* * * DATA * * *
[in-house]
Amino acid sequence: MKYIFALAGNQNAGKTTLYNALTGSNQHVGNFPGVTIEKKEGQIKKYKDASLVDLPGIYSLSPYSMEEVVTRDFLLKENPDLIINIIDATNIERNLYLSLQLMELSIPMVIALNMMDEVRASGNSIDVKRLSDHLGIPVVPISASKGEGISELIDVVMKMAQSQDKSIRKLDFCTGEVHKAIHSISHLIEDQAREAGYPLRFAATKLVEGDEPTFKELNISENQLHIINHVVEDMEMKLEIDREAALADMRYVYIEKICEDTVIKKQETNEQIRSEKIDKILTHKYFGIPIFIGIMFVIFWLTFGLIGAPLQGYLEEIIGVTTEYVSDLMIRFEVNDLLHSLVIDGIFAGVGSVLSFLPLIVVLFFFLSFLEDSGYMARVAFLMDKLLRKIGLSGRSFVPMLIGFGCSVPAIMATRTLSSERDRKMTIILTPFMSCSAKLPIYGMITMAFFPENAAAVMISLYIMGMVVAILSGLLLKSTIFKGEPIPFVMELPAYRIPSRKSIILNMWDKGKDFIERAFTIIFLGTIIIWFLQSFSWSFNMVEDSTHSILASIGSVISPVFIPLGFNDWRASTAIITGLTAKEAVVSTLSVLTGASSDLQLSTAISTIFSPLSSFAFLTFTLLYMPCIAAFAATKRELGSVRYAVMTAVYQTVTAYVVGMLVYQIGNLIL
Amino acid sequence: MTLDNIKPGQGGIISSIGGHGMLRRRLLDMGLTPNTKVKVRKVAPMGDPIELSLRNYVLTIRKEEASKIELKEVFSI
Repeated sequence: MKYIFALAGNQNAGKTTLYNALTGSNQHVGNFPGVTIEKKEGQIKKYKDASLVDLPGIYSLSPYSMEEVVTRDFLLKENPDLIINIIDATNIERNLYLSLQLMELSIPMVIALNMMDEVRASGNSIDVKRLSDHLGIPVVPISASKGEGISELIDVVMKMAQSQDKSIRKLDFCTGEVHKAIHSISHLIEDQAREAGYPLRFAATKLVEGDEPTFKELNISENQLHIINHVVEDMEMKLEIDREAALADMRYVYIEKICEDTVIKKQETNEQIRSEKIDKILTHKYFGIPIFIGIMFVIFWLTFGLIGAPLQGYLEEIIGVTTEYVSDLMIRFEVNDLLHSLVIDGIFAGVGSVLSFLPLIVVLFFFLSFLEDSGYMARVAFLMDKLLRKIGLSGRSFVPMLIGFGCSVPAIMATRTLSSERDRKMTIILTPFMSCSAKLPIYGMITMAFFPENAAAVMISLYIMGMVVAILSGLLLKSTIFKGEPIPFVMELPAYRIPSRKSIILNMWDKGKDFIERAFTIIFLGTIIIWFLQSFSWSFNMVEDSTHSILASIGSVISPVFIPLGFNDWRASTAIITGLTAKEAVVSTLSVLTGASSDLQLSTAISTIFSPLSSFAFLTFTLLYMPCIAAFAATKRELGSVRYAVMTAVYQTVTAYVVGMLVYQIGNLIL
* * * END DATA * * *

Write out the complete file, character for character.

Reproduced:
[in-house]
Amino acid sequence: MKYIFALAGNQNAGKTTLYNALTGSNQHVGNFPGVTIEKKEGQIKKYKDASLVDLPGIYSLSPYSMEEVVTRDFLLKENPDLIINIIDATNIERNLYLSLQLMELSIPMVIALNMMDEVRASGNSIDVKRLSDHLGIPVVPISASKGEGISELIDVVMKMAQSQDKSIRKLDFCTGEVHKAIHSISHLIEDQAREAGYPLRFAATKLVEGDEPTFKELNISENQLHIINHVVEDMEMKLEIDREAALADMRYVYIEKICEDTVIKKQETNEQIRSEKIDKILTHKYFGIPIFIGIMFVIFWLTFGLIGAPLQGYLEEIIGVTTEYVSDLMIRFEVNDLLHSLVIDGIFAGVGSVLSFLPLIVVLFFFLSFLEDSGYMARVAFLMDKLLRKIGLSGRSFVPMLIGFGCSVPAIMATRTLSSERDRKMTIILTPFMSCSAKLPIYGMITMAFFPENAAAVMISLYIMGMVVAILSGLLLKSTIFKGEPIPFVMELPAYRIPSRKSIILNMWDKGKDFIERAFTIIFLGTIIIWFLQSFSWSFNMVEDSTHSILASIGSVISPVFIPLGFNDWRASTAIITGLTAKEAVVSTLSVLTGASSDLQLSTAISTIFSPLSSFAFLTFTLLYMPCIAAFAATKRELGSVRYAVMTAVYQTVTAYVVGMLVYQIGNLIL
Amino acid sequence: MTLDNIKPGQGGIISSIGGHGMLRRRLLDMGLTPNTKVKVRKVAPMGDPIELSLRNYVLTIRKEEASKIELKEVFSI
Repeated sequence: MKYIFALAGNQNAGKTTLYNALTGSNQHVGNFPGVTIEKKEGQIKKYKDASLVDLPGIYSLSPYSMEEVVTRDFLLKENPDLIINIIDATNIERNLYLSLQLMELSIPMVIALNMMDEVRASGNSIDVKRLSDHLGIPVVPISASKGEGISELIDVVMKMAQSQDKSIRKLDFCTGEVHKAIHSISHLIEDQAREAGYPLRFAATKLVEGDEPTFKELNISENQLHIINHVVEDMEMKLEIDREAALADMRYVYIEKICEDTVIKKQETNEQIRSEKIDKILTHKYFGIPIFIGIMFVIFWLTFGLIGAPLQGYLEEIIGVTTEYVSDLMIRFEVNDLLHSLVIDGIFAGVGSVLSFLPLIVVLFFFLSFLEDSGYMARVAFLMDKLLRKIGLSGRSFVPMLIGFGCSVPAIMATRTLSSERDRKMTIILTPFMSCSAKLPIYGMITMAFFPENAAAVMISLYIMGMVVAILSGLLLKSTIFKGEPIPFVMELPAYRIPSRKSIILNMWDKGKDFIERAFTIIFLGTIIIWFLQSFSWSFNMVEDSTHSILASIGSVISPVFIPLGFNDWRASTAIITGLTAKEAVVSTLSVLTGASSDLQLSTAISTIFSPLSSFAFLTFTLLYMPCIAAFAATKRELGSVRYAVMTAVYQTVTAYVVGMLVYQIGNLIL